Sunday, December 11, 2011

Gotcha, Mittens.

In case you were too busy enjoying your Saturday night, here's the soundbite that has the Beltway pundit crowd a-Twitter...

Mitt Romney, meet Sue Lowden.

She learned the hard way about the side effects of "foot-in-mouth disease".

But wait, why are we even talking about this? Why does this matter? How does this elevate the tone of the campaign?

Let me explain.

Just how long have we had to hear Mitt Romney claim he has "real economic experience"? And how long have we had to endure endless media blathering about Romney being so "electable" because he supposedly has "the right message on the economy"? As much as I'd personally like for him to be exposed simply due to the (lack of) merits of his economic policies alone, today's media orchestrated circus just doesn't work like that... And that's what Romney was counting upon.

But just as "Tea Party, Inc.", took advantage of Sue Lowden exposing her own politically fatal flaws last year, Romney is undoing his own political house of cards and allowing his opponents a great opportunity to use this moment to highlight the building narrative of "out-of-touch poor lil' rich guy Mittens". And just as Lowden exposed herself as clueless on any of the real issues impacting working class families, Romney is now doing the same.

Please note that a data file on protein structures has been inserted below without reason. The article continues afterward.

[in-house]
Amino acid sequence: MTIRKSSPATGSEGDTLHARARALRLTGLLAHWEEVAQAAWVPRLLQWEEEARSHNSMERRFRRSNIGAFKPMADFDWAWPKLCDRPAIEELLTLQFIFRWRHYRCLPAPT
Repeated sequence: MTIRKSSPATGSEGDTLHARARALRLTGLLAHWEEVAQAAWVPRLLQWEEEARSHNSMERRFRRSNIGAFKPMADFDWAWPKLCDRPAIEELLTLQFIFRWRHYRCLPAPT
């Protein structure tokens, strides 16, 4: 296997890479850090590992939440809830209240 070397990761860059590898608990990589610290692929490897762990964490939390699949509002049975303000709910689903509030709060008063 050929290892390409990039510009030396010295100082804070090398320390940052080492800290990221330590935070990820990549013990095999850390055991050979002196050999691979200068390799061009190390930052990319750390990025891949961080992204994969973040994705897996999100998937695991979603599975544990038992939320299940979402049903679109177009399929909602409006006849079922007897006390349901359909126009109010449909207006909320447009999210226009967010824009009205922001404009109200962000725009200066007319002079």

DNC officials, starting with press secretary Melanie Roussell, began tweeting a #What10kbuys hashtag to amplify their message, with items like a year of daycare for the average family. Within less than a half hour of the debate’s end, it was one of the top trending topics not just in Iowa, or in the United States, but around the world, according to Twitter.

“I’ll bet you ten thousand beers Mitt lives to regret that $10K bet line,” Democratic strategist Paul Begala tweeted.

The episode recalled Romney’s “corporations are people” moment at an Iowa event, which Democrats pounced on in similar fashion. Romney responded to that episode, which many observers interpreted as a gaffe at the time, by doubling down on the line and using it again on the trail and in his official economic plan.

I'll bet you 10,000 blog diaries that Mitt Romney can no longer hide his disdain for policies that help working class families or his allegiance to failed "trickle down economics" nonsense behind a slick ad campaign.

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